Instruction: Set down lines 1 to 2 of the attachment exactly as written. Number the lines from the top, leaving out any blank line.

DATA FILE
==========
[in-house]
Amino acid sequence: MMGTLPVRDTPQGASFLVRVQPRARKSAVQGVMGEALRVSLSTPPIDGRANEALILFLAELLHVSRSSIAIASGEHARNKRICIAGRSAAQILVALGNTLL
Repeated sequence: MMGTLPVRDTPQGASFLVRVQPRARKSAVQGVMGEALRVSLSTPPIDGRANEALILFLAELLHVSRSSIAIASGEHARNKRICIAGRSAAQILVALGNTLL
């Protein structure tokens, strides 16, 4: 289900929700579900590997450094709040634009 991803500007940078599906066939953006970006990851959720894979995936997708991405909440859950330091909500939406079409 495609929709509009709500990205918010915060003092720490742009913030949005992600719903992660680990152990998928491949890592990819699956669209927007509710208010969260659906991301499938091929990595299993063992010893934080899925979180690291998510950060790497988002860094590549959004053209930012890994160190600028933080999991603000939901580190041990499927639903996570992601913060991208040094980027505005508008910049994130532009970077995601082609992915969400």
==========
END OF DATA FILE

[in-house]
Amino acid sequence: MMGTLPVRDTPQGASFLVRVQPRARKSAVQGVMGEALRVSLSTPPIDGRANEALILFLAELLHVSRSSIAIASGEHARNKRICIAGRSAAQILVALGNTLL